On Tuesday, the BRICS economies — Brazil, Russia, India, China and South Africa — signed off on the launch of their widely anticipated multilateral development bank, the New Development Bank, at their summit meeting in Fortaleza, Brazil. Seen as a competitor to the World Bank, the New Development Bank claims a startup capital of $50 billion, drawn equally from the BRICS economies.
In his first budget since taking office in May, Indian Prime Minister Narendra Modi makes clear that he’s not about to put India’s own emerging donor ambitions on the backburner now that the New Development Bank is in place — at least on paper. Modi is believed to have coined the name of the new bank.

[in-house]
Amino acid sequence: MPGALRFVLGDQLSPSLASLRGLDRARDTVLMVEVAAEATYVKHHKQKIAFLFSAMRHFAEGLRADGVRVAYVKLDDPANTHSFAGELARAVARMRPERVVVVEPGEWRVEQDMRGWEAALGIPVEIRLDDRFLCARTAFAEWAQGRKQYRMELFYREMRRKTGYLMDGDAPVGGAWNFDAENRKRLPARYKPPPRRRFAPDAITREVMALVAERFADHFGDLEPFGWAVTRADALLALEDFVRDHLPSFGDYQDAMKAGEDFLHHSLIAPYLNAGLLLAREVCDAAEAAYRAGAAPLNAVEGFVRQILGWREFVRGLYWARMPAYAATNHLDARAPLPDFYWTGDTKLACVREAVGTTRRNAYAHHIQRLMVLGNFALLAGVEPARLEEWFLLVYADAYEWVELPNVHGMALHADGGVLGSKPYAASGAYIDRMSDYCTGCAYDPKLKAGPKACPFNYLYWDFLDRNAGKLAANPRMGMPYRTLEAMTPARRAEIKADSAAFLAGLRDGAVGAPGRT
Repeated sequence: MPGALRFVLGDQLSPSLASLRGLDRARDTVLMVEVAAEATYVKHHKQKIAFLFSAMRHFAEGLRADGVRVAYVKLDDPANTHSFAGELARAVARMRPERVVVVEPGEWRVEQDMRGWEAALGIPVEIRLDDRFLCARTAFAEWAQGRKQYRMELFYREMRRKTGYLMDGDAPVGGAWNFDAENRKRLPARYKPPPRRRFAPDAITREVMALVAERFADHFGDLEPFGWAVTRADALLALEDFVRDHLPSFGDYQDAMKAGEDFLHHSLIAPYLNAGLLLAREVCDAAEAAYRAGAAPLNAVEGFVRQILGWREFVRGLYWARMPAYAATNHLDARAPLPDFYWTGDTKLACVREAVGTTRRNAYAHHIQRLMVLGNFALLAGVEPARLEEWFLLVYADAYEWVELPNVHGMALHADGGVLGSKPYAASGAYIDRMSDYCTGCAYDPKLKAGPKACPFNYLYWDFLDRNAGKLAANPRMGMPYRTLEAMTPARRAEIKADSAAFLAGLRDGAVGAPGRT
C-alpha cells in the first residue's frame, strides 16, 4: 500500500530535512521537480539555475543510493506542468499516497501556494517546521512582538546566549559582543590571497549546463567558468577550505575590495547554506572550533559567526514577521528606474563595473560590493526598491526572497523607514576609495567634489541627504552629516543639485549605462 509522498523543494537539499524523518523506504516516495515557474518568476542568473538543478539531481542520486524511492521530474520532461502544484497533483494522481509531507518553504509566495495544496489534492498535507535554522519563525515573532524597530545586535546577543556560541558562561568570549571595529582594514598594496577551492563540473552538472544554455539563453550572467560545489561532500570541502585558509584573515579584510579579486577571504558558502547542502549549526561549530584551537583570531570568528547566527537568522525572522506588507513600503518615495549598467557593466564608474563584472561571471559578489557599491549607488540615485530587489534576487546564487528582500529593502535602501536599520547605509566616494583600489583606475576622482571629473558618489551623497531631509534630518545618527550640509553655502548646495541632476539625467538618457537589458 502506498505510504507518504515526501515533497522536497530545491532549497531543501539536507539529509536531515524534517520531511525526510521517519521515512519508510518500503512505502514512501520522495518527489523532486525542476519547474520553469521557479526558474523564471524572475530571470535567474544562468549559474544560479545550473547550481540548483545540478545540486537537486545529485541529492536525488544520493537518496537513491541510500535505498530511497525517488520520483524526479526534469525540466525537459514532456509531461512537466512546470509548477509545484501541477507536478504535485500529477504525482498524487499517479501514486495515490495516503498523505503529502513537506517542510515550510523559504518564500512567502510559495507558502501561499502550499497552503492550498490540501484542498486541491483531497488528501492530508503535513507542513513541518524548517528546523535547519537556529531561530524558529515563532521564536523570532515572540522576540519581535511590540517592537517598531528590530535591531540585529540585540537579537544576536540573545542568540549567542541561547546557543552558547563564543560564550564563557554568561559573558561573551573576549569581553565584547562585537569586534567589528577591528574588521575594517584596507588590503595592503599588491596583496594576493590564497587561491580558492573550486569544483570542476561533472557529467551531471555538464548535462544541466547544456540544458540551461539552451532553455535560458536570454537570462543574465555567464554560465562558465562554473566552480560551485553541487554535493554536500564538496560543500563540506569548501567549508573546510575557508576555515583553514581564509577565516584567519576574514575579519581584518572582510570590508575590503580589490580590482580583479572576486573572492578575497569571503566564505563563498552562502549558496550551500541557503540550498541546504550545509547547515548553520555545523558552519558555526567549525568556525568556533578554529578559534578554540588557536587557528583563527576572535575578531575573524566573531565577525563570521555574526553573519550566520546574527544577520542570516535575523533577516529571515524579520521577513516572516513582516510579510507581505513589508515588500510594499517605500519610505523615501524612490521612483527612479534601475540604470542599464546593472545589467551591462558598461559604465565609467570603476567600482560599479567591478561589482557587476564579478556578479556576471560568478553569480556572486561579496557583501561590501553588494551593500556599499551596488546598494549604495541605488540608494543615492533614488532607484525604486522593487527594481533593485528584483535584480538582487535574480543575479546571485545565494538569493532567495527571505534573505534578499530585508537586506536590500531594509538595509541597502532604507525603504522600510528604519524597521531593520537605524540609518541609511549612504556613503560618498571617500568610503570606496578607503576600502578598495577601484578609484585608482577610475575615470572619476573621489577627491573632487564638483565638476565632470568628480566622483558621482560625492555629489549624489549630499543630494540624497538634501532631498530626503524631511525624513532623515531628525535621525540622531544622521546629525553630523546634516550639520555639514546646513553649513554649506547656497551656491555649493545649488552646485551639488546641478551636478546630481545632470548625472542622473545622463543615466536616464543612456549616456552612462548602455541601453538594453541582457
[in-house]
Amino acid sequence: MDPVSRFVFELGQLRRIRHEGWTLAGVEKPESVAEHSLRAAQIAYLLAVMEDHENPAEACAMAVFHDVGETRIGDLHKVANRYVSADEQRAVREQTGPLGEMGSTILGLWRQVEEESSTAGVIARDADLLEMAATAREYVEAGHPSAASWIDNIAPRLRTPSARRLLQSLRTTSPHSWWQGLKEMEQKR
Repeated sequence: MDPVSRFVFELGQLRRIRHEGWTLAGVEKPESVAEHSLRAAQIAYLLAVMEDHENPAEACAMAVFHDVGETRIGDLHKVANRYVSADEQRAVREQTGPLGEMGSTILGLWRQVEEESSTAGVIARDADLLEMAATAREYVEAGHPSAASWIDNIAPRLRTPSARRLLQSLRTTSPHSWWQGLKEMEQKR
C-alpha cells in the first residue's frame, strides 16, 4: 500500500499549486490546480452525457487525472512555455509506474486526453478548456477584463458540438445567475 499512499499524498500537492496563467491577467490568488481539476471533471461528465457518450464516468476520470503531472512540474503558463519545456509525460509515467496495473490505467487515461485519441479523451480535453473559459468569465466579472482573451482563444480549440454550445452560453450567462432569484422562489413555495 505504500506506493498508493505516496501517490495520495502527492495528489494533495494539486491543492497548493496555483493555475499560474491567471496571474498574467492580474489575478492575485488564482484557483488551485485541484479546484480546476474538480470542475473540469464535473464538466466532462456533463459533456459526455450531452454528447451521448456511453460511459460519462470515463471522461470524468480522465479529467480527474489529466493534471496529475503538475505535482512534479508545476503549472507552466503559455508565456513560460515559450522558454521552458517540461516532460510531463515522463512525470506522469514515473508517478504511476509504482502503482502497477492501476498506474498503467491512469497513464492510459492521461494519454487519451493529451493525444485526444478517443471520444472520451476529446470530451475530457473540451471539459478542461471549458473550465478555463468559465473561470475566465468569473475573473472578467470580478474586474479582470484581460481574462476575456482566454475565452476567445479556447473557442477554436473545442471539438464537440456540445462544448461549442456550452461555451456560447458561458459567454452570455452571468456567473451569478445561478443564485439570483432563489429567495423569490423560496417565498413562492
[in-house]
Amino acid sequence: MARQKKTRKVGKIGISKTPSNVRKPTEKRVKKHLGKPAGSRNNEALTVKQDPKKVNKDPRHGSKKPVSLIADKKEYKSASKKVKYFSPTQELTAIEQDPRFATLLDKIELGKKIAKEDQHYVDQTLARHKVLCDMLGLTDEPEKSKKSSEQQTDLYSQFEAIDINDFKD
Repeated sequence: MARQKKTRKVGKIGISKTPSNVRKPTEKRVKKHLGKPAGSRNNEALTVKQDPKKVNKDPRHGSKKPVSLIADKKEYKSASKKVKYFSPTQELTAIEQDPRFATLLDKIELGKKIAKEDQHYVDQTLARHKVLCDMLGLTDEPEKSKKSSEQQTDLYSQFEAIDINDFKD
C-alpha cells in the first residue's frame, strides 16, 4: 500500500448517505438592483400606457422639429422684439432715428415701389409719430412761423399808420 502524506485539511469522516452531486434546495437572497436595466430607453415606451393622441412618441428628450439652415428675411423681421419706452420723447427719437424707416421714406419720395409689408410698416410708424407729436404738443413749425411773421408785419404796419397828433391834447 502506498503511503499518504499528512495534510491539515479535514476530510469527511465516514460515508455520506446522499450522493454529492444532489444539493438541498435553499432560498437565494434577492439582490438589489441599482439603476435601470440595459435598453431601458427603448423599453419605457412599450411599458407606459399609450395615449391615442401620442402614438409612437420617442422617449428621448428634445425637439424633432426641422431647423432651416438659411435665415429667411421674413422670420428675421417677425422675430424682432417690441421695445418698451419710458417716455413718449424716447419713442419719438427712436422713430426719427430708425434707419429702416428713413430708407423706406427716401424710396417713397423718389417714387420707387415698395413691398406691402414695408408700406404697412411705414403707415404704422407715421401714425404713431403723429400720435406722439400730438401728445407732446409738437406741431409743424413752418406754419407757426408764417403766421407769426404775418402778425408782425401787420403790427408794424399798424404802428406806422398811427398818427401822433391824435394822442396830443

Devex analysis of the first Modi budget, which was released last week, finds that New Delhi plans to scale up Indian aid spending even further to 94.8 billion Indian rupees ($1.6 billion) in 2014-15 — a 34 percent increase over last year’s levels.
The previous government’s interim, pre-election budget had proposed a more modest 18 percent jump in Indian aid spending. Buoyed by strong and steady growth at home, India’s foreign aid budget has grown more than fourfold over the past decade.